iiii s,owc'rs. who aio attending the
millionaire, and the latter rfeused to
grant permission. In their letter, tho
physiclani! hay about Mr. Hutchlns,
"tils mental condition has been grad
ually but perceptibly getting worse, and,
judging from past experiences with
visits from his sons, we feel Justified in
shielding him from further excitement
of this sort."
"Deliberately untrue," is the way WaL.
of the physicians that he and his bioth-
it jmvu vAuuuu uicir lamer, on tho
other hand, he wrote in a letter to the
doctors, that they had assured hlin to
the contrary on ono occasion.
Concluding his reply to the physicians,
"Tho situation at present is that you
(Continued on Fourth Page.)
SECRETARY KNOX SAILS.
KEY WEST. Fla . Feb. 23 With Sec
retary of State Knox and the members
of his party on board the cruiser Wash
ington lias cleared hero for Central
American waters. When tho Secrotary
went on board he was grooted with a
nineteen-gun salute, and shortly after
ward the cruiser cleared for Port An
tonio, Jamaica, where the first stop will
bo made. The Secretary was received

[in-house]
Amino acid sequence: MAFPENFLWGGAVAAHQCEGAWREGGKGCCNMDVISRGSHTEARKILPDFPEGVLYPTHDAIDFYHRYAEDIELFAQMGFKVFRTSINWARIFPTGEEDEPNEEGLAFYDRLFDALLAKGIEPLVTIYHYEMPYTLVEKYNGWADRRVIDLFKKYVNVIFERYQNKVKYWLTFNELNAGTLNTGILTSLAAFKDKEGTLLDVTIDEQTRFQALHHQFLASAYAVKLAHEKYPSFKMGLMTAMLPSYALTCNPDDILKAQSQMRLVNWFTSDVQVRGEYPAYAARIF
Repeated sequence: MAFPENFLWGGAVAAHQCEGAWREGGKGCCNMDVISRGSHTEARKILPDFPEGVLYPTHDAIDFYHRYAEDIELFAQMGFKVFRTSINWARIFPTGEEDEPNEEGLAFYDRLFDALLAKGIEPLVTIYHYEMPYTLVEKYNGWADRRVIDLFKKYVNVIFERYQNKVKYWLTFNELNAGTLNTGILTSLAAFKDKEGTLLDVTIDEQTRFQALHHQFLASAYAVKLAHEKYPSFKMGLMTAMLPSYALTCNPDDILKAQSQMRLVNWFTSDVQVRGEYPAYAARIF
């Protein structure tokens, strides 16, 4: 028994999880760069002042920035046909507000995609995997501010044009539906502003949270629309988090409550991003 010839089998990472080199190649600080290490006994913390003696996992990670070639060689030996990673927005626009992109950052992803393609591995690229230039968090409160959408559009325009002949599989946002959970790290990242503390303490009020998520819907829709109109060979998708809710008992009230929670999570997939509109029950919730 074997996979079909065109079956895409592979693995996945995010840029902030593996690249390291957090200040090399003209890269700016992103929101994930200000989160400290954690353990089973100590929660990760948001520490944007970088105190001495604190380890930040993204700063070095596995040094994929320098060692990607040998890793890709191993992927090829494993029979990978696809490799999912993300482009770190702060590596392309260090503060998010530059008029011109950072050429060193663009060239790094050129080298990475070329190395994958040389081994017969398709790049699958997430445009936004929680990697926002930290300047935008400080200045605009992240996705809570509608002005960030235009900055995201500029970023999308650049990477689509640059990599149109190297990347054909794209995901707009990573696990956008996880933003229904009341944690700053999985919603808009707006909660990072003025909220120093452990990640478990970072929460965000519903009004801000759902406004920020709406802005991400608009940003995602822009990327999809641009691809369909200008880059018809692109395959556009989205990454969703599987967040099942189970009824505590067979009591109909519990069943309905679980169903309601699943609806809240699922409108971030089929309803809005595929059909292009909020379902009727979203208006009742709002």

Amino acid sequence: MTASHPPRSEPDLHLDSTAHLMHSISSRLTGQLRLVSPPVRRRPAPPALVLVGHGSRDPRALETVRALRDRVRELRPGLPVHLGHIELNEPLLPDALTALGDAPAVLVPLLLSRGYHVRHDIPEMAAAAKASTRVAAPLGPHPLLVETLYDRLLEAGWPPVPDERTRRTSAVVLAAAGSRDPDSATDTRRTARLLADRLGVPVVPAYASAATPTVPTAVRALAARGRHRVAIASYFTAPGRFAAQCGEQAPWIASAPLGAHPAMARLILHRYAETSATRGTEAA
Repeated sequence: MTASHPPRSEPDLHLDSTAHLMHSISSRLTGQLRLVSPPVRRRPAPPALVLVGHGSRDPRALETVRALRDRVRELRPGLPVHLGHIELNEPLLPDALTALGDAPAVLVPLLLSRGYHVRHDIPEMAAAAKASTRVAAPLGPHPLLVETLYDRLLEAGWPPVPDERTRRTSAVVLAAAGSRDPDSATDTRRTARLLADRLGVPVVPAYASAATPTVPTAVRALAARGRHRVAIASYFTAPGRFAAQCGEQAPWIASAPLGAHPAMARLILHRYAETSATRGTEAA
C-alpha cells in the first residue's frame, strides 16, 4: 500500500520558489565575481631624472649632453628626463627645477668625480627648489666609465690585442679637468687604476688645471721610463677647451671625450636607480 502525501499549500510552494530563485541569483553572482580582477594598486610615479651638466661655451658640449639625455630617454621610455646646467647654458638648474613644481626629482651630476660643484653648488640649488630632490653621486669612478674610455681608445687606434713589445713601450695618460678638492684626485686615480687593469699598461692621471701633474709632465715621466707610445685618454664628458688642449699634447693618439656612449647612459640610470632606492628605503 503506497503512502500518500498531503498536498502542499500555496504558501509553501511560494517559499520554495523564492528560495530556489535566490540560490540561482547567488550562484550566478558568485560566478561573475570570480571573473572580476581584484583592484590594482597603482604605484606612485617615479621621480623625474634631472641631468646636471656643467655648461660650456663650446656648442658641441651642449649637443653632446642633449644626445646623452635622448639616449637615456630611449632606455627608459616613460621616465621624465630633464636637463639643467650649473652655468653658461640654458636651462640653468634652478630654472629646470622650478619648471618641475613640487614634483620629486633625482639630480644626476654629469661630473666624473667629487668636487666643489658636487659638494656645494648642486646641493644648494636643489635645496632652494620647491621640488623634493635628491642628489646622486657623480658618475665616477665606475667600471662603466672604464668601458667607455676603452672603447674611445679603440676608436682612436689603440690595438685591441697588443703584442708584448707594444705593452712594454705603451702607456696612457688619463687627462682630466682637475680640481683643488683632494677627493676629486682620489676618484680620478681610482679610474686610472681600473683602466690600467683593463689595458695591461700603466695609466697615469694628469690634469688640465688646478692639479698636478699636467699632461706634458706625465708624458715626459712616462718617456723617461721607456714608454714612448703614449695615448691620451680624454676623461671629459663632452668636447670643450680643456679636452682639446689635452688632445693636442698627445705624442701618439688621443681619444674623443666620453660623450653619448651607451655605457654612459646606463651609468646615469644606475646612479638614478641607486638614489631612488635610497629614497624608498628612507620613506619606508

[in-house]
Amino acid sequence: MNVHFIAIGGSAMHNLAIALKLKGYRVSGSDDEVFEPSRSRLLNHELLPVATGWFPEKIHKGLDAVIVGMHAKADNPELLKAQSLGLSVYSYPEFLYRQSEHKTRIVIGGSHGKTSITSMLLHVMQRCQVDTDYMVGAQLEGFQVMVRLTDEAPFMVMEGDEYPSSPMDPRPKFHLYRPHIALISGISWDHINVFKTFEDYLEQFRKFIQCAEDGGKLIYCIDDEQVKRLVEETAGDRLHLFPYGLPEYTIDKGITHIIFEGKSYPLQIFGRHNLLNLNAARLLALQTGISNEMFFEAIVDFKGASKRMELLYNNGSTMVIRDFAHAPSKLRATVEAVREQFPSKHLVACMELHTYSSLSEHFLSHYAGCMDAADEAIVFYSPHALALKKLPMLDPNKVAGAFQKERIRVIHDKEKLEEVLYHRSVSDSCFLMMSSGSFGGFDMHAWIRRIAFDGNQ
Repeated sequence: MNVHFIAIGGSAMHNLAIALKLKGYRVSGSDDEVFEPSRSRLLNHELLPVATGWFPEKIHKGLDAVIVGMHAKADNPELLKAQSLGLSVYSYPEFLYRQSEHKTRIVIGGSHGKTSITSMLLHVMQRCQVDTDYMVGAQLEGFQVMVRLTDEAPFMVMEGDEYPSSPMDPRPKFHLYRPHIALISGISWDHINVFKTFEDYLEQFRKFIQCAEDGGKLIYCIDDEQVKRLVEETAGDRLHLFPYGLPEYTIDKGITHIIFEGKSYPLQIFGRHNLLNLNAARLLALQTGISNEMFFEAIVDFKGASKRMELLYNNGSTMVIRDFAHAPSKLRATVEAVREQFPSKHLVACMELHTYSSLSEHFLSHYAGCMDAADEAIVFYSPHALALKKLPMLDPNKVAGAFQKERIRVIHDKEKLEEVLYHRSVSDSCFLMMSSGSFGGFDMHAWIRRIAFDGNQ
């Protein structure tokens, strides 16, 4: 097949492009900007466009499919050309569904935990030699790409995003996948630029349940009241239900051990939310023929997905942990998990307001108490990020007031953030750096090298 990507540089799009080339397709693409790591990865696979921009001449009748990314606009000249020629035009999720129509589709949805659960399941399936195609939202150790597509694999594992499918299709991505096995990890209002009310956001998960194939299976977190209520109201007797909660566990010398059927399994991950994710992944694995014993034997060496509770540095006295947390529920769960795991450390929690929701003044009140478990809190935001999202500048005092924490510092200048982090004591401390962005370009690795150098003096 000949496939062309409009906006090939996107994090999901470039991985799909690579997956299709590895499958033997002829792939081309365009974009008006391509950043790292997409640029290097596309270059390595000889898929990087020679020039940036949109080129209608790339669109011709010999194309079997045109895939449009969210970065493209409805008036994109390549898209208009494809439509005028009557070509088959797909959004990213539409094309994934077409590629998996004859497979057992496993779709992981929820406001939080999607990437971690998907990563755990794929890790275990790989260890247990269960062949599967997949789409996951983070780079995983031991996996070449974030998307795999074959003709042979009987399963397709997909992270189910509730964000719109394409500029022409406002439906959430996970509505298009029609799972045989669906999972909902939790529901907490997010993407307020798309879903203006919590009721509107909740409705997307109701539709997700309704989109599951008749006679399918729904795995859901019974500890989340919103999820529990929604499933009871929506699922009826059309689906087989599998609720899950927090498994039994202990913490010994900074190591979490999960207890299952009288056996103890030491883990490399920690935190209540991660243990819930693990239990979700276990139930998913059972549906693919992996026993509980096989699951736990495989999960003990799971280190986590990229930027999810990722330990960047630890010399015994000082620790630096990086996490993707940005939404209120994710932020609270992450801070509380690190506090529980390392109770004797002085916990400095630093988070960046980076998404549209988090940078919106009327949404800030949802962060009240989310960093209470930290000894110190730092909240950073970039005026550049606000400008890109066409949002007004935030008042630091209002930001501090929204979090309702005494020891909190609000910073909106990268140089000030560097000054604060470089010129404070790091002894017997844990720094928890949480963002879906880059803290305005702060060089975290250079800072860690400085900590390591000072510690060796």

on tho cruiser by Capt M Hughes, and
whllo the- band played, tho entire marine
guard was paraded in his honor. Secre
tary Knox will occupy the admiral's
quarters on the rrulser, w hich have
been refitted for his use.
ARMIES MOVING TOWARD CITY
ON BORDER; BATTLE IS NEAR
EL PASO, Tex., Feb. 23. Tho Tasqulsta forces hare reached Sablnal
In their movement toward Juarez. Ono thousand men comprlso this
force, and It Is reported that a like number arc marching In ChlhuahnaC
Tho Vasqnlsta forces arc being concentrated for a double moTcmcnt
on the two cities. They ttJH meet with practically bo resistance at
Juarez. Bridges on the National Lino were burned by Vasqulstas between
Juaro zand Chnratlto last night.
Chihuahua city Is completely cnt on from tho outsido world by rail
and wire and tho sereral hundred Americans thero arc unable now to get
out. Trains which left Juarez last nhjht returned this morning hating
found all bridges burned and wires cut below Chfuita, half way to
Chihuahua and the country overrun Ttlth nrmed rebels.
Col. E. Z. Steever, commanding the American troops at El Paso, was
today informed that Gen. Pascal Orozco had turned against President
Madero, and Is now marching upon Juarez with an army of 1,400 men.
When tho dispatch from Colonel Steever reached tho "War Depart
ment this morning great alarm was felt. A battle at Juarez is almost
certain to precipitate a clash with tho American, troops, and this will
mean an invasion unless the American Government is willing for tho